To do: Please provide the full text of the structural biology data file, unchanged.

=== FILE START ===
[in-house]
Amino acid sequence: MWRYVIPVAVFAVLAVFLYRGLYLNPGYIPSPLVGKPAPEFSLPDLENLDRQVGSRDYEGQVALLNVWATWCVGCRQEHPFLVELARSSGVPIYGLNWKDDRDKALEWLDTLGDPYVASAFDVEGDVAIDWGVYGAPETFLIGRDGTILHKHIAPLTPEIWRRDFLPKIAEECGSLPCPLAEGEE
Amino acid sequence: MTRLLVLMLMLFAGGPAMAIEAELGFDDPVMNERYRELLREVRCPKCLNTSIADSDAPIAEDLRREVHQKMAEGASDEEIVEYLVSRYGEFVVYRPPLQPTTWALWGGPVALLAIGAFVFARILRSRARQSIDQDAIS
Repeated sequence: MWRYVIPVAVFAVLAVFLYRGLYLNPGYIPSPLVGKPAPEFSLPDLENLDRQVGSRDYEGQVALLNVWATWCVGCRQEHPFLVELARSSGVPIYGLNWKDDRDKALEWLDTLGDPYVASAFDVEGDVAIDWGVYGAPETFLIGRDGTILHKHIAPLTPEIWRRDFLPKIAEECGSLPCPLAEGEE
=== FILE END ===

[in-house]
Amino acid sequence: MWRYVIPVAVFAVLAVFLYRGLYLNPGYIPSPLVGKPAPEFSLPDLENLDRQVGSRDYEGQVALLNVWATWCVGCRQEHPFLVELARSSGVPIYGLNWKDDRDKALEWLDTLGDPYVASAFDVEGDVAIDWGVYGAPETFLIGRDGTILHKHIAPLTPEIWRRDFLPKIAEECGSLPCPLAEGEE
Amino acid sequence: MTRLLVLMLMLFAGGPAMAIEAELGFDDPVMNERYRELLREVRCPKCLNTSIADSDAPIAEDLRREVHQKMAEGASDEEIVEYLVSRYGEFVVYRPPLQPTTWALWGGPVALLAIGAFVFARILRSRARQSIDQDAIS
Repeated sequence: MWRYVIPVAVFAVLAVFLYRGLYLNPGYIPSPLVGKPAPEFSLPDLENLDRQVGSRDYEGQVALLNVWATWCVGCRQEHPFLVELARSSGVPIYGLNWKDDRDKALEWLDTLGDPYVASAFDVEGDVAIDWGVYGAPETFLIGRDGTILHKHIAPLTPEIWRRDFLPKIAEECGSLPCPLAEGEE